It’s been two years since Münster, Germany’s Long Distance Calling released a full length album. The post-metal instrumental specialists bring you a rather long epic of guitar slashing, prog vibing and blues noodling. So, it’s kind of what you’re expecting from the group—or the genre itself. (Sorry, not to generalize too much.) With every track averaging above the five-minute mark, you’re in for the long haul on this one—so you better like your prog zeniths.
The album begins with instrumentation seemingly inspired by Opeth’s Damnation, or a heavy dose of Russian Circles. There are heavy, semi-distorted bass rumbles, folky guitar arpeggiations, sustained power chords and a synth pad here or there—all before reaching Gilmore-esque blues exploration. After multiple wind-ups and wind-downs, the track explodes into one last chug fest. It’s a satisfying opener before getting into dragon-slaying territory. Almost-title track “Inside The Flood” features member Martin Fischer belting out vocals that are a cross between Mikael Åkerfeldt, Eddie Vedder and the late Layne Staley. This all swells down to, again, another Pink Floyd-ian blues rocker with supporting folk chording. “Ductus” leads down a similar path with a bit of a Tool-like spoken word section in the opening, with exception to some nice ’70s Rhodes plinking.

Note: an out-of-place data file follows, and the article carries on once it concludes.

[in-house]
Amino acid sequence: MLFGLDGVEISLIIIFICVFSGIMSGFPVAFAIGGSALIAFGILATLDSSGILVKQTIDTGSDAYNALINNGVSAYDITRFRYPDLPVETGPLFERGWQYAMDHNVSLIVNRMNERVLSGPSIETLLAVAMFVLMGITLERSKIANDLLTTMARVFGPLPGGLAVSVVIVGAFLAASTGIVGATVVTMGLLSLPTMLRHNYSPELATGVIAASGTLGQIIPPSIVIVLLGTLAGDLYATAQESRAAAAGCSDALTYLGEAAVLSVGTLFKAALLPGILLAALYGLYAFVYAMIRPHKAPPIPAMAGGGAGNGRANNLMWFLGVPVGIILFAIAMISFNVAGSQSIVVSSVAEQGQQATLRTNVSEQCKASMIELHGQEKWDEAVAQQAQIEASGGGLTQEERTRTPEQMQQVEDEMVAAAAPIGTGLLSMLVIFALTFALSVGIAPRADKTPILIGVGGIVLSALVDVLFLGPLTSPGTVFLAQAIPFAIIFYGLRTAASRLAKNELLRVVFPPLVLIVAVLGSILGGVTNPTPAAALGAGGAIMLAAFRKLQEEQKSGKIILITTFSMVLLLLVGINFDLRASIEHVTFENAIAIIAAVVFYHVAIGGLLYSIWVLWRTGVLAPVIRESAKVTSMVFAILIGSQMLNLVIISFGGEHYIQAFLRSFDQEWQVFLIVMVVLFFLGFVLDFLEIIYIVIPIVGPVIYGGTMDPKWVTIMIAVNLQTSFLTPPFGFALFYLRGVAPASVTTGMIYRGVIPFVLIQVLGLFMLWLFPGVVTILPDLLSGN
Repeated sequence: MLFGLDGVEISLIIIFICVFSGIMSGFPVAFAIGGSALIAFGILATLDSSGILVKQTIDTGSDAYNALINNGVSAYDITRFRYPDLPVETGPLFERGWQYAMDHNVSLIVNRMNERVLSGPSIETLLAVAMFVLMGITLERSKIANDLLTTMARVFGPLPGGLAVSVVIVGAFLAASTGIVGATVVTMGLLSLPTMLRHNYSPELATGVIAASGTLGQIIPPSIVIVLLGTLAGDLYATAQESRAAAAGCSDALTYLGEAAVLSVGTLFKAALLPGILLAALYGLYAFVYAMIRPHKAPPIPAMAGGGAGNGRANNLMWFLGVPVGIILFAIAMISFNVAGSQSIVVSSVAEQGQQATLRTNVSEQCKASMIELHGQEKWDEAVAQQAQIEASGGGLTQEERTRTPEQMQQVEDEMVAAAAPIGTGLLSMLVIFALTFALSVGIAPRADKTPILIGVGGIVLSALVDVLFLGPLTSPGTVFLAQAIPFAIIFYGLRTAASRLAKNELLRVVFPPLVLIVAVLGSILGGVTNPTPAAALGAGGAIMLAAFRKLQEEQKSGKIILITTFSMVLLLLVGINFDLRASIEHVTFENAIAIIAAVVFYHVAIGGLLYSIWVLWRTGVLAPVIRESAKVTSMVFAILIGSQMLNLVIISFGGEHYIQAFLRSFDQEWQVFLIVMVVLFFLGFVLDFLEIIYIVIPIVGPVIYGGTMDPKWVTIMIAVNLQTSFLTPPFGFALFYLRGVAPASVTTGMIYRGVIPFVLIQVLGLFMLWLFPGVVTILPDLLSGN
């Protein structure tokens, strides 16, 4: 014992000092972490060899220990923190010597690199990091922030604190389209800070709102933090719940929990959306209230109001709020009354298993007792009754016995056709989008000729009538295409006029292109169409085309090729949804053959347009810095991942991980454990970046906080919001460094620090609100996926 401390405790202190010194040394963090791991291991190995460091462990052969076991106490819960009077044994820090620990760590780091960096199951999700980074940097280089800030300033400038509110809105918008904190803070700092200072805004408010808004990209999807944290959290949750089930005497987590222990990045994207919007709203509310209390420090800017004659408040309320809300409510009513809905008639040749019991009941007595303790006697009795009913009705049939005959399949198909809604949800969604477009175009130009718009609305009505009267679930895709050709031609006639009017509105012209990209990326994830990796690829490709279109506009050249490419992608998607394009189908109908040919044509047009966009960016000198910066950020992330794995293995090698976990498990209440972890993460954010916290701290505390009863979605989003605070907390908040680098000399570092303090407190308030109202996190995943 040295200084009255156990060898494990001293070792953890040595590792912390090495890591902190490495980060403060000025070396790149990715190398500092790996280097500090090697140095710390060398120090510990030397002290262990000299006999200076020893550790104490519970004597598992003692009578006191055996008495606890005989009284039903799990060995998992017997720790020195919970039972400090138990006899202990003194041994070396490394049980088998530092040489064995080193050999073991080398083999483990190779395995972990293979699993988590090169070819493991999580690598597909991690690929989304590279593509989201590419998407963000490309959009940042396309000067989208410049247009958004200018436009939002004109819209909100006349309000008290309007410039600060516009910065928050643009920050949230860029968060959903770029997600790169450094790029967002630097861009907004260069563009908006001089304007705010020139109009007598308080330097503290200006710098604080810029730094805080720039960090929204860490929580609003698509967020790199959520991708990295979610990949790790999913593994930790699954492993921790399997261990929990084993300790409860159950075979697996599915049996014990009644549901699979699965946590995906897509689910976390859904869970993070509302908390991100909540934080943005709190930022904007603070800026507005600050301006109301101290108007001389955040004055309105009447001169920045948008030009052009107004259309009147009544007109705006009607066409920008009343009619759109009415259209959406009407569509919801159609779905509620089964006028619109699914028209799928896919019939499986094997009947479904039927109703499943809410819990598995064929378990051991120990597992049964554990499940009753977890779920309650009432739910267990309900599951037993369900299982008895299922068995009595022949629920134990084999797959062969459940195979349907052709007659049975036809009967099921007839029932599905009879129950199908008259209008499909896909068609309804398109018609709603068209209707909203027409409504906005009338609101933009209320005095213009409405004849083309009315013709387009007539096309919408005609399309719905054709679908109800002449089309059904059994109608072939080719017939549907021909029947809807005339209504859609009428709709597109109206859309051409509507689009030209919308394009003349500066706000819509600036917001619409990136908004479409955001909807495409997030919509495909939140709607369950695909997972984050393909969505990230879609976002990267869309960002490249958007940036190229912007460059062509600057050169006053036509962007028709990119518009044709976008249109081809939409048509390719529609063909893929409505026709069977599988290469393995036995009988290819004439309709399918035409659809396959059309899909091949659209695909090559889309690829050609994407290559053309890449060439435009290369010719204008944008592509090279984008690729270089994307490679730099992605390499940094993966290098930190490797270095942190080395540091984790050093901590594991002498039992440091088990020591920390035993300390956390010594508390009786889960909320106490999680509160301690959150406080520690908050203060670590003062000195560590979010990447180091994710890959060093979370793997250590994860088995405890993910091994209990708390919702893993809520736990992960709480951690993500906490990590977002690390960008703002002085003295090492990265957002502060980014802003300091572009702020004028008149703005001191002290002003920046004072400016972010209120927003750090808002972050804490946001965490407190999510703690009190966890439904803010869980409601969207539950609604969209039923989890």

The second half of the album presents more heroic breakdowns with the same type of dynamic shifts. However, “Welcome Change” does feature some nice, near falsetto vocals from Mr. Fischer. But, again, you’re met with similar three-minute bridge/jam sessions full of tribal tom thumping and blues pretension. Some scrambled radio transmissions open “Waves” to—again—more thumpy drum sections sandwiched by space blues.
At a little over eight minutes, “Breaker” beats you over the head with one last expansive journey, while the final track, “Black Hole,” brings to the table possibly the most interesting instrumental ideas in, perhaps, the whole album. Thin drum sequencers, tremolo stabs, and synth swirls finally break up the stylistic monotony. However, this won’t forgive the solid hour of so-so post-nonsense. The Flood Inside will either appeal to diehards of the scene or fall flat to the pioneers of prog. Still, if you’re tired of waiting for Opeth to release a new album, you could try keeping Long Distance Calling’s latest on speed dial.